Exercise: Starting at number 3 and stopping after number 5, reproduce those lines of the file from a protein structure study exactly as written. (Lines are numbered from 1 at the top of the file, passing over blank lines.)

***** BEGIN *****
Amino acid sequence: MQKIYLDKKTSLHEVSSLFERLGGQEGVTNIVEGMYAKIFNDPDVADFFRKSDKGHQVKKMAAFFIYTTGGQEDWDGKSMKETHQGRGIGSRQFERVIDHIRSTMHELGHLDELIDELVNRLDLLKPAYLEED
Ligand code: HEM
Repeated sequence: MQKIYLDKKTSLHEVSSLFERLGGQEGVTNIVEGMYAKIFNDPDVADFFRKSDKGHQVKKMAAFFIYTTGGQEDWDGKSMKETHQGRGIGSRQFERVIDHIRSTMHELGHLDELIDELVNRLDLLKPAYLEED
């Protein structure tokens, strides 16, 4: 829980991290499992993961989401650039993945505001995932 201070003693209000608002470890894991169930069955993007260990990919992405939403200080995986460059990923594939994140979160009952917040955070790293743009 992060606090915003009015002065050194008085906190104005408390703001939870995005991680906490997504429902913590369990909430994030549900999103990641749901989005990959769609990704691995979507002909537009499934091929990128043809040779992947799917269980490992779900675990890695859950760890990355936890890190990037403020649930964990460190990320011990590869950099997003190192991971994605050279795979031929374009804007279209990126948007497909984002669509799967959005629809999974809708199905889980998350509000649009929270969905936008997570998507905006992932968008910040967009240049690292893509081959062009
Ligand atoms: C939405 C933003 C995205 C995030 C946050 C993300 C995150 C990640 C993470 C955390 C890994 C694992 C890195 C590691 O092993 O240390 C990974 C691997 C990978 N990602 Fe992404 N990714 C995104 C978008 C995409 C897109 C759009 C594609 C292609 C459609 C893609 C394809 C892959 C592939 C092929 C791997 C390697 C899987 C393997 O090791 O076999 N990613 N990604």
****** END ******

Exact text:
Repeated sequence: MQKIYLDKKTSLHEVSSLFERLGGQEGVTNIVEGMYAKIFNDPDVADFFRKSDKGHQVKKMAAFFIYTTGGQEDWDGKSMKETHQGRGIGSRQFERVIDHIRSTMHELGHLDELIDELVNRLDLLKPAYLEED
């Protein structure tokens, strides 16, 4: 829980991290499992993961989401650039993945505001995932 201070003693209000608002470890894991169930069955993007260990990919992405939403200080995986460059990923594939994140979160009952917040955070790293743009 992060606090915003009015002065050194008085906190104005408390703001939870995005991680906490997504429902913590369990909430994030549900999103990641749901989005990959769609990704691995979507002909537009499934091929990128043809040779992947799917269980490992779900675990890695859950760890990355936890890190990037403020649930964990460190990320011990590869950099997003190192991971994605050279795979031929374009804007279209990126948007497909984002669509799967959005629809999974809708199905889980998350509000649009929270969905936008997570998507905006992932968008910040967009240049690292893509081959062009
Ligand atoms: C939405 C933003 C995205 C995030 C946050 C993300 C995150 C990640 C993470 C955390 C890994 C694992 C890195 C590691 O092993 O240390 C990974 C691997 C990978 N990602 Fe992404 N990714 C995104 C978008 C995409 C897109 C759009 C594609 C292609 C459609 C893609 C394809 C892959 C592939 C092929 C791997 C390697 C899987 C393997 O090791 O076999 N990613 N990604």